Van Gogh, who thought of Japan as a utopian environment he hoped to recreate in his studio in the South of France, was known to carefully copy woodblock prints by Hiroshige and Keisai Eisen. Using oil on canvas, he incorporated their bright colors, spare composition and bold outlines in paintings such as “Postman Joseph Roulin” (1888), in which a weathered, bearded man dressed in a navy blue uniform with brass buttons and matching cap sits awkwardly in a wooden chair. The portrait, with its intense, exaggerated facial features, is reminiscent of “Actor Onoe Matsusuke IIas the Carpenter Rokusaburô” (1814), Utagawa Kunisada’s visceral rendering of a Kabuki performer.

Bonnard employed the strong color contrasts favored by the Japanese for atmospheric effect in his lively “The Square at Evening,” where the understated grays and charcoals of an evening out on the town are interrupted by a single dash of vibrant red; the lithograph is from his 12-part suite “Some Scenes of Parisian Life,” created at the turn of the 20th century. Imagery of bustling city life like that in Bonnard’s work was inspired, in part, by ukiyo-e prints. Though the term originally referred to entertainment districts in Japanese cities, and evoked a world of sensual pleasures—brothels, Kabuki theaters, chic dining spots, sporting events and scenic settings—the vivid pictorial style and the casual intimacy of the scenes depicted in them were new to Western sensibilities.

“There’s a strong relationship between ukiyo-e prints and Western avant-garde movements, including Impressionism and Post-Impressionism,” notes Helen Burnham, curator at the Museum of Fine Arts, Boston, which organized the show. “Western artists borrowed motifs and styles such as bright color combinations and broad blocks of color; dynamic and unusual points of view; asymmetry, patterning and abstraction,” she says. These elements are at play in works such as “The Century” (1895), a poster design by American artist Charles Herbert Woodbury; and Henri de Toulouse-Lautrec’s “The Jockey” (1899), a print that conveys the energy and excitement of being at the races. To accomplish this, the artist invites viewers into the action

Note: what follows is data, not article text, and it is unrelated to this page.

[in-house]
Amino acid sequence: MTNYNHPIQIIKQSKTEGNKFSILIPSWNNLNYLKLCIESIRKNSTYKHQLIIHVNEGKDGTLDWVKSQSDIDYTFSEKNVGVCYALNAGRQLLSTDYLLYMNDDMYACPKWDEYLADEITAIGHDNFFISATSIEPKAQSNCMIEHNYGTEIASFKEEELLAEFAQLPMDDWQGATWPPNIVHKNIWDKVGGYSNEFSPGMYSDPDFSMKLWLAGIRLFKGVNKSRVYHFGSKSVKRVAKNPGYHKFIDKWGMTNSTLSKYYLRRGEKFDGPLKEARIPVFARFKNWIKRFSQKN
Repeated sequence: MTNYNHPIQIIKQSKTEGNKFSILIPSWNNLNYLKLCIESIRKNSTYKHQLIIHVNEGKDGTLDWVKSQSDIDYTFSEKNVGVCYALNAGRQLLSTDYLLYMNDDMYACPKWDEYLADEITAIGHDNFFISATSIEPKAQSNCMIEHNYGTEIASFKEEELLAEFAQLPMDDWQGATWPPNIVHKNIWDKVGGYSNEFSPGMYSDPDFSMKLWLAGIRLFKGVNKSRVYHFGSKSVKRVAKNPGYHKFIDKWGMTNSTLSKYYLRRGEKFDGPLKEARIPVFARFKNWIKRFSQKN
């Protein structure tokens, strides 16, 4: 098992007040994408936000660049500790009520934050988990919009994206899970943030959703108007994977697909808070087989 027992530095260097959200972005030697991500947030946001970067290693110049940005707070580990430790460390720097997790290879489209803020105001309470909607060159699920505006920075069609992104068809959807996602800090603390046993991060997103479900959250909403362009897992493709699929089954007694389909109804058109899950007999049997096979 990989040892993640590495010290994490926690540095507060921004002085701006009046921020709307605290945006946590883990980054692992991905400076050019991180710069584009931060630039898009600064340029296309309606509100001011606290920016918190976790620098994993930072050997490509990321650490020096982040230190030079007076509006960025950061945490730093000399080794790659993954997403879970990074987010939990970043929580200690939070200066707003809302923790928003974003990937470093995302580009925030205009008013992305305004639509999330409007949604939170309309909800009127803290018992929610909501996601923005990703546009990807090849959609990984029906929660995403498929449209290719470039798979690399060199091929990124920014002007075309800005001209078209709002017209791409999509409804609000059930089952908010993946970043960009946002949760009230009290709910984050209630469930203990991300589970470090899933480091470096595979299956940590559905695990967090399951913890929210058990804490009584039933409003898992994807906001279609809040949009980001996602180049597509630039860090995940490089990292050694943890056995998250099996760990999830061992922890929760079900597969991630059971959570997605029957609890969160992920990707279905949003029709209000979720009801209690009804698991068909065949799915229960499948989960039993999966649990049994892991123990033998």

by pushing the horse and rider to
the front of the picture plane, a convention he likely appropriated from Japanese prints.

A section of the show devoted to women artists and subjects includes Emil Orlik’s 1899 woodcut “Englanderin,” in which an elegant woman, enjoying a moment of reverie in the privacy of her salon, leans back in her chair, a folded newspaper resting on her lap. It’s an example of the subtle and varied ways in which Japan’s frankly sensual portrayals of women infiltrated Western art. Early in the Japonisme craze, sexually alluring European beauties were shown wearing kimonos, and many Westerners bought into the myth, widely disseminated in popular culture, that Japan was filled with courtesans. But Japanese images also showed women engaged in ordinary domestic activities, “providing models for artists like Degas, Toulouse-Lautrec and Cassatt, who … portrayed similar moments in the lives of women,” says Allen. Cassatt and Helen Hyde, who are represented in the show, were inspired by works, like Kikukawa Eizan’s “Otome” (1818-23), from the early 1800s. Especially poignant are Cassatt’s “Under the Horse-Chestnut Tree” (ca. 1895) and “Caresse Maternelle” (1902), which capture the tender bond between mother and child.

The exhibition, which makes its final stop in San Francisco, offers visitors a new understanding of an exceptional story of cross-cultural fertilization and its impact on Western art.

”Looking East: How Japan
Inspired Monet, Van Gogh and
Other Western Artists”

Oct. 30 → Feb. 7

Asian Art Museum

200 Larkin St., San Francisco

415/581-3500/asianart.org